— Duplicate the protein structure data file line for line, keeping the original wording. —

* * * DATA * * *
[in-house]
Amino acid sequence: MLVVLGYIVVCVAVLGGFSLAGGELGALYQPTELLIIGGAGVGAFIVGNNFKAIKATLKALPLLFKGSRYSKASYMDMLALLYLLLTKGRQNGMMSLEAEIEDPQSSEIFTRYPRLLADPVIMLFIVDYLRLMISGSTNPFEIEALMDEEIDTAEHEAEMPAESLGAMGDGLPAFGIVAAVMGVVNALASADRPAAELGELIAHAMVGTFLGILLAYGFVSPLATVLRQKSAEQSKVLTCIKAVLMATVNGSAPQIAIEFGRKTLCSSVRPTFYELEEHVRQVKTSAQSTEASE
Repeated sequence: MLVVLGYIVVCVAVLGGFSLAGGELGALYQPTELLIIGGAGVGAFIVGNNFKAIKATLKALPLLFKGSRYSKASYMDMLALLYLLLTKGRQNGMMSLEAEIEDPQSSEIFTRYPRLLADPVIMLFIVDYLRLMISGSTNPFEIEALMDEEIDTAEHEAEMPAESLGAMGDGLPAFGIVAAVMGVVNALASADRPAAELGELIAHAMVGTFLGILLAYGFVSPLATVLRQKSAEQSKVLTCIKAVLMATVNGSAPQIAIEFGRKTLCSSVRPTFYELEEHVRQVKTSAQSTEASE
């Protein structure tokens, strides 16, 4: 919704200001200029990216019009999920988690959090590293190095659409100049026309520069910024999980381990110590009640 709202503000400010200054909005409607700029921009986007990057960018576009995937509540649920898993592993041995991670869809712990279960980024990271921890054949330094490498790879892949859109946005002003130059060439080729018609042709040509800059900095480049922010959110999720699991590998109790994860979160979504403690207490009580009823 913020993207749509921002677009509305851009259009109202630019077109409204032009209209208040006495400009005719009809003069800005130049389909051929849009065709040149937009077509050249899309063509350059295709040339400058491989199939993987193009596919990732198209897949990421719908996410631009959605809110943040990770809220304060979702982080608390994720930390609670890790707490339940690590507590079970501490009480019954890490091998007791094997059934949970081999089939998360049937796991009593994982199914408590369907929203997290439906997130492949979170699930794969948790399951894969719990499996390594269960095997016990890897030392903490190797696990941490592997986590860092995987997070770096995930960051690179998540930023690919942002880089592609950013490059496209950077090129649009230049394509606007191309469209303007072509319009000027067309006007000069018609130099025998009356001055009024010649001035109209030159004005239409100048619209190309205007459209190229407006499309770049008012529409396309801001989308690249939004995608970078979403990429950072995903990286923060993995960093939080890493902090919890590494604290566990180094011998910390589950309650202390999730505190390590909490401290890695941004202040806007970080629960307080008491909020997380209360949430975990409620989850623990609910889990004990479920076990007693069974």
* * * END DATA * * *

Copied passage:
[in-house]
Amino acid sequence: MLVVLGYIVVCVAVLGGFSLAGGELGALYQPTELLIIGGAGVGAFIVGNNFKAIKATLKALPLLFKGSRYSKASYMDMLALLYLLLTKGRQNGMMSLEAEIEDPQSSEIFTRYPRLLADPVIMLFIVDYLRLMISGSTNPFEIEALMDEEIDTAEHEAEMPAESLGAMGDGLPAFGIVAAVMGVVNALASADRPAAELGELIAHAMVGTFLGILLAYGFVSPLATVLRQKSAEQSKVLTCIKAVLMATVNGSAPQIAIEFGRKTLCSSVRPTFYELEEHVRQVKTSAQSTEASE
Repeated sequence: MLVVLGYIVVCVAVLGGFSLAGGELGALYQPTELLIIGGAGVGAFIVGNNFKAIKATLKALPLLFKGSRYSKASYMDMLALLYLLLTKGRQNGMMSLEAEIEDPQSSEIFTRYPRLLADPVIMLFIVDYLRLMISGSTNPFEIEALMDEEIDTAEHEAEMPAESLGAMGDGLPAFGIVAAVMGVVNALASADRPAAELGELIAHAMVGTFLGILLAYGFVSPLATVLRQKSAEQSKVLTCIKAVLMATVNGSAPQIAIEFGRKTLCSSVRPTFYELEEHVRQVKTSAQSTEASE
């Protein structure tokens, strides 16, 4: 919704200001200029990216019009999920988690959090590293190095659409100049026309520069910024999980381990110590009640 709202503000400010200054909005409607700029921009986007990057960018576009995937509540649920898993592993041995991670869809712990279960980024990271921890054949330094490498790879892949859109946005002003130059060439080729018609042709040509800059900095480049922010959110999720699991590998109790994860979160979504403690207490009580009823 913020993207749509921002677009509305851009259009109202630019077109409204032009209209208040006495400009005719009809003069800005130049389909051929849009065709040149937009077509050249899309063509350059295709040339400058491989199939993987193009596919990732198209897949990421719908996410631009959605809110943040990770809220304060979702982080608390994720930390609670890790707490339940690590507590079970501490009480019954890490091998007791094997059934949970081999089939998360049937796991009593994982199914408590369907929203997290439906997130492949979170699930794969948790399951894969719990499996390594269960095997016990890897030392903490190797696990941490592997986590860092995987997070770096995930960051690179998540930023690919942002880089592609950013490059496209950077090129649009230049394509606007191309469209303007072509319009000027067309006007000069018609130099025998009356001055009024010649001035109209030159004005239409100048619209190309205007459209190229407006499309770049008012529409396309801001989308690249939004995608970078979403990429950072995903990286923060993995960093939080890493902090919890590494604290566990180094011998910390589950309650202390999730505190390590909490401290890695941004202040806007970080629960307080008491909020997380209360949430975990409620989850623990609910889990004990479920076990007693069974």